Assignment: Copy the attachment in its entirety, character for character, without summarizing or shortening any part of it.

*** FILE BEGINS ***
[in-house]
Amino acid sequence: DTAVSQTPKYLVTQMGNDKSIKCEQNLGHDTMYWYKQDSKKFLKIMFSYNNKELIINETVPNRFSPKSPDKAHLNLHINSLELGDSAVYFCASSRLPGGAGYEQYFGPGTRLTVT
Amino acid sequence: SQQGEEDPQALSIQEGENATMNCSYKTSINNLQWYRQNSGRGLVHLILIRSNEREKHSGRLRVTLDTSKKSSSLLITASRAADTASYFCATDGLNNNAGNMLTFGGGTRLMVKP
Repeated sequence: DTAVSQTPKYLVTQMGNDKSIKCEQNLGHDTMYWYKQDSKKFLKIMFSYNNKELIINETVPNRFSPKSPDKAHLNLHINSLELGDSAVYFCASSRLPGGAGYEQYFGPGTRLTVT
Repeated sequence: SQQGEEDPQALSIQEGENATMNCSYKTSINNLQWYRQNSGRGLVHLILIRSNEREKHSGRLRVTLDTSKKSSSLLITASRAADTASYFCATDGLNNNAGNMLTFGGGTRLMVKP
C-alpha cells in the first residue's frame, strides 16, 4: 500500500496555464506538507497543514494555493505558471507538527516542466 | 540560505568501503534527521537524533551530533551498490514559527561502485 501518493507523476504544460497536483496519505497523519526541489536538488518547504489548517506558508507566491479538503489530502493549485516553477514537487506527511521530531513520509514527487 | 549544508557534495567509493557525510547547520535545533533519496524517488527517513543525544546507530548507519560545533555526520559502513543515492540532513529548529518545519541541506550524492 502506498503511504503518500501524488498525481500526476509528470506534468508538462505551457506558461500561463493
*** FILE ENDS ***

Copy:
[in-house]
Amino acid sequence: DTAVSQTPKYLVTQMGNDKSIKCEQNLGHDTMYWYKQDSKKFLKIMFSYNNKELIINETVPNRFSPKSPDKAHLNLHINSLELGDSAVYFCASSRLPGGAGYEQYFGPGTRLTVT
Amino acid sequence: SQQGEEDPQALSIQEGENATMNCSYKTSINNLQWYRQNSGRGLVHLILIRSNEREKHSGRLRVTLDTSKKSSSLLITASRAADTASYFCATDGLNNNAGNMLTFGGGTRLMVKP
Repeated sequence: DTAVSQTPKYLVTQMGNDKSIKCEQNLGHDTMYWYKQDSKKFLKIMFSYNNKELIINETVPNRFSPKSPDKAHLNLHINSLELGDSAVYFCASSRLPGGAGYEQYFGPGTRLTVT
Repeated sequence: SQQGEEDPQALSIQEGENATMNCSYKTSINNLQWYRQNSGRGLVHLILIRSNEREKHSGRLRVTLDTSKKSSSLLITASRAADTASYFCATDGLNNNAGNMLTFGGGTRLMVKP
C-alpha cells in the first residue's frame, strides 16, 4: 500500500496555464506538507497543514494555493505558471507538527516542466 | 540560505568501503534527521537524533551530533551498490514559527561502485 501518493507523476504544460497536483496519505497523519526541489536538488518547504489548517506558508507566491479538503489530502493549485516553477514537487506527511521530531513520509514527487 | 549544508557534495567509493557525510547547520535545533533519496524517488527517513543525544546507530548507519560545533555526520559502513543515492540532513529548529518545519541541506550524492 502506498503511504503518500501524488498525481500526476509528470506534468508538462505551457506558461500561463493